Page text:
The World Series of Poker concluded in the City of Sin last night, so we got in touch with some VIP Party Hosts to talk about entertaining the wealthy guests who come to town to gamble and go on benders.
"There's a gun in the glove compartment," Mistee said. "Use it. Shoot us. Otherwise, pay up."
Silent Hills canned, Kojima on the way out, and mobile gaming on the horizon: Are the company's casualties worth its future profits?
Australia's live baiting scandal almost brought greyhound racing to its knees. We went to Sandown Park to meet some remaining fans and hear why they've stuck by it.
The planned merger of emergency and non-urgent telephone hotlines may see people at high-risk of suicide face more barriers to finding help, and cut jobs in the process.
A story about a city of money in the middle of the desert where everyone is playing some version of make-believe.
"We recently had an elderly woman in here selling her used mattress protector because she'd spent all her money on pokies."
If you want to win the rat race you just have to be the biggest, hungriest rat, right? Find out in this new comic by Berliac.
Mobile gambling alone could be worth $100 billion by the end of this decade. But the collaboration between addictive technology and the old-school world of casino gambling faces several ideological conflicts.
Our latest documentary is a deep dive into the quirky and complex world of the planet's most skilled pinball players.
Cockfighting isn't just legal in the Philippines, it's a national obsession.
If the original Thanksgiving was all about breaking bread with Native Americans, then the modern version would be stuffing your face at the buffet of a tribal temple of gambling.
The government's legal brief against an alleged Chinese mobster speaks to its unchecked surveillance powers in the Obama era.
Thanks to hole-in-the-wall bookies known as "borlettes," thousands of poor Haitians are playing a local version of New York's state-run lottery.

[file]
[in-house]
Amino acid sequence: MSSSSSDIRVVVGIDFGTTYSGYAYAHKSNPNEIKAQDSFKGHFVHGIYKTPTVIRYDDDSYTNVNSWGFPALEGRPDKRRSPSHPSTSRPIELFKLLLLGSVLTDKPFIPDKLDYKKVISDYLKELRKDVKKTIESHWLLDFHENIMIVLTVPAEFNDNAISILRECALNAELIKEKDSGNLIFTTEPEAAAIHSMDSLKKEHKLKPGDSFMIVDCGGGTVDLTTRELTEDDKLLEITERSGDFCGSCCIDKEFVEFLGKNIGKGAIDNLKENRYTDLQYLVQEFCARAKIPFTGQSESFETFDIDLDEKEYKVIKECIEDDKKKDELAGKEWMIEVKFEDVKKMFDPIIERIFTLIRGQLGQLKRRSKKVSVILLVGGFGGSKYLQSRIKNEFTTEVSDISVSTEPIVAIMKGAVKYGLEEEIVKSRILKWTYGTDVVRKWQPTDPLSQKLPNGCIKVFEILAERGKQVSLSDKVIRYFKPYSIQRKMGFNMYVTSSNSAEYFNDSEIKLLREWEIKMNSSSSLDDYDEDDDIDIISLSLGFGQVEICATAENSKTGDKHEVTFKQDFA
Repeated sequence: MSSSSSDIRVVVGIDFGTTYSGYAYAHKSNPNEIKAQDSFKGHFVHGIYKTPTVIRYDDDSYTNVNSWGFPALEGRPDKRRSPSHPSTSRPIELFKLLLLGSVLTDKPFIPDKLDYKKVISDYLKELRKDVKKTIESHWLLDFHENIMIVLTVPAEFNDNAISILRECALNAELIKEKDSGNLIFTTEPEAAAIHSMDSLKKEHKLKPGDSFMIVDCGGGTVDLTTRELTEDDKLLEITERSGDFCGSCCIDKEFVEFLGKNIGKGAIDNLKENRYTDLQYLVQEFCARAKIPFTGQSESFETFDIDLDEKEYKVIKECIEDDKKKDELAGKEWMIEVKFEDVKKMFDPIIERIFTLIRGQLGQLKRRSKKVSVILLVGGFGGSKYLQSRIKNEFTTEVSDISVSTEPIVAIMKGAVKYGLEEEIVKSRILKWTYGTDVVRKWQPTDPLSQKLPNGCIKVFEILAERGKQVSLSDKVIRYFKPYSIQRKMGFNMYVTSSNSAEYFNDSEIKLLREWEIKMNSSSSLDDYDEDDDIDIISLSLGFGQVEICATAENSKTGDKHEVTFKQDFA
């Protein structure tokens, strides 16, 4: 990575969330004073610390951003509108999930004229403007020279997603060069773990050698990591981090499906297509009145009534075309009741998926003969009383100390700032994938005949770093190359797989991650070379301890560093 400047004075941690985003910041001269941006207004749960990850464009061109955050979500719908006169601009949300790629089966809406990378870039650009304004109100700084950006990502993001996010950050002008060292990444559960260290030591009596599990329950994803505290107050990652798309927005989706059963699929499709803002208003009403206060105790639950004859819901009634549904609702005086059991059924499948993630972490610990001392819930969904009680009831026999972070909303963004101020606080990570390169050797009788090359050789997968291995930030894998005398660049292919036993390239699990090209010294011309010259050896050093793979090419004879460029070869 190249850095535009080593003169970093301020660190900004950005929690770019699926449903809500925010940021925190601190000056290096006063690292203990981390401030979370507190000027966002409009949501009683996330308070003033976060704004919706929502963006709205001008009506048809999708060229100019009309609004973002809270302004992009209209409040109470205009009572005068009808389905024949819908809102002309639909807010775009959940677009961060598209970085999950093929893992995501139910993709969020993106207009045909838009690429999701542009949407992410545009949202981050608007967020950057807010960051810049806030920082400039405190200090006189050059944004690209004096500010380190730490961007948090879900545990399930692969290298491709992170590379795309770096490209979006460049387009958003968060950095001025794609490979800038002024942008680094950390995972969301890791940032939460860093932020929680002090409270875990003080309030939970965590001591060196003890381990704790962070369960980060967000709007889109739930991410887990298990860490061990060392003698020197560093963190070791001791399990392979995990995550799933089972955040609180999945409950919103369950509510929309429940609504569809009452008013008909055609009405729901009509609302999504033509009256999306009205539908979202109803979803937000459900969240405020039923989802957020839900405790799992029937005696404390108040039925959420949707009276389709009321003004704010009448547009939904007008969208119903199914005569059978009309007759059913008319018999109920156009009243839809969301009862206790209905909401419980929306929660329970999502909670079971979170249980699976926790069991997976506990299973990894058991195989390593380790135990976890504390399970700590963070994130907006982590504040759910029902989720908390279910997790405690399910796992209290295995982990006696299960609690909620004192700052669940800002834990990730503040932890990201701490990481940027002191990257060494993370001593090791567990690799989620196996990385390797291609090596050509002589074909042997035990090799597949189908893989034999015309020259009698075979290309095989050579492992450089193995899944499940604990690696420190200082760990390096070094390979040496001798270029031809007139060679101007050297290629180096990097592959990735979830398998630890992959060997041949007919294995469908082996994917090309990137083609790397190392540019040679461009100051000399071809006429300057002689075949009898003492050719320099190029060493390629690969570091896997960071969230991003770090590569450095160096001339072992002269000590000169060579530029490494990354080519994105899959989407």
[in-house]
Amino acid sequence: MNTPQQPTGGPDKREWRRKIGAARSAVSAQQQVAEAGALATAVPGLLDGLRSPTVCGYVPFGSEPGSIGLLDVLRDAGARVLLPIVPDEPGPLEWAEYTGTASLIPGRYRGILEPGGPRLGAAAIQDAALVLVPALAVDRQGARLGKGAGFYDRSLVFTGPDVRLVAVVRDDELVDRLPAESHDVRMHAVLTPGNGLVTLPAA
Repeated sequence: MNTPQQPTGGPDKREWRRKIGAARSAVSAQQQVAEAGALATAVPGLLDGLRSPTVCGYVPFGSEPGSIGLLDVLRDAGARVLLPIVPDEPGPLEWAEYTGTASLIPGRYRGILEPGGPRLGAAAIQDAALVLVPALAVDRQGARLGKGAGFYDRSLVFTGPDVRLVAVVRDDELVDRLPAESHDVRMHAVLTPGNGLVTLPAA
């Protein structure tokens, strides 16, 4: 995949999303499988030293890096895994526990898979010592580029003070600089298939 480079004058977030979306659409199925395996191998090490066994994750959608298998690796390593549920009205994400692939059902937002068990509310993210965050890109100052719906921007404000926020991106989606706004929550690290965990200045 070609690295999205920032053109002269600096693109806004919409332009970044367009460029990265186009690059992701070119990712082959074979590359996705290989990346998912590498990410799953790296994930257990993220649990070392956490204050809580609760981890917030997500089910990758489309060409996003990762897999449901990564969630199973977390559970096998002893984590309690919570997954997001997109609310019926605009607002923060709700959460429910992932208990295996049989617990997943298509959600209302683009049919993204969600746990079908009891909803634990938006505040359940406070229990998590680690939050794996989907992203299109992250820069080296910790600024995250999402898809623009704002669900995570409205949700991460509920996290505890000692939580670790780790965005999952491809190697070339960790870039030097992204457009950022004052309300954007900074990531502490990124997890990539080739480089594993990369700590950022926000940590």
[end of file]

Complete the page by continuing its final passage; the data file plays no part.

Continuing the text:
In my years as a British fighter in Bangkok, I saw fixed matches, gambling debts and child exploitation.
Most sports betting is still underground, but the internet has made it more convenient. Paying off your illegal gambling debts, however, will never be as painless as paying for an MP3.
What happens in Vegas stays in Vegas—but when you live here, you're stuck cleaning up after all the other people who treat the city like a toilet.
Since 2006, when Pennsylvania's first casinos opened up—strategically positioned to cut into Atlantic City's market—New Jersey's seaside party town has been collapsing.
Betting on sports is only legal in four states: Delaware, Montana, Nevada, and Oregon. The rest of the country has to make its bets illegally, through bookies. As with any enterprise that holds the promise of easy money, there's never a shortage of hungry…
Between January and April each year, thousands of wrestling fans bet on a completely fake sport. But recently, a mysterious Reddit user has been predicting the results with near 100% accuracy. Apparently, the story outcomes are being leaked by a high-leve…
Did you know you can make thousands of dollars a week by watching sport?
The Rignano Ghetto is located in the countryside near Foggia, in the region of Apulia, in southern Italy. It was formed spontaneously more than 15 years ago, after the evacuation of an abandoned sugar mill, which had served as accommodation for foreign me…
Cross the Long-Allen bridge over the Red River to Bossier City, make a left on Bass Pro Road, and suddenly you're in a casino that doubles as a parrot-heavy altar to Jimmy Buffett, America's beach-casual bard of good times.
Most people go to Las Vegas for gambling, free drinks, cocaine, and those nudie flyers they hand out in the street. Patrick C. Duffy, former president of the Las Vegas Art Museum is trying to change that perception, one tourist at a time.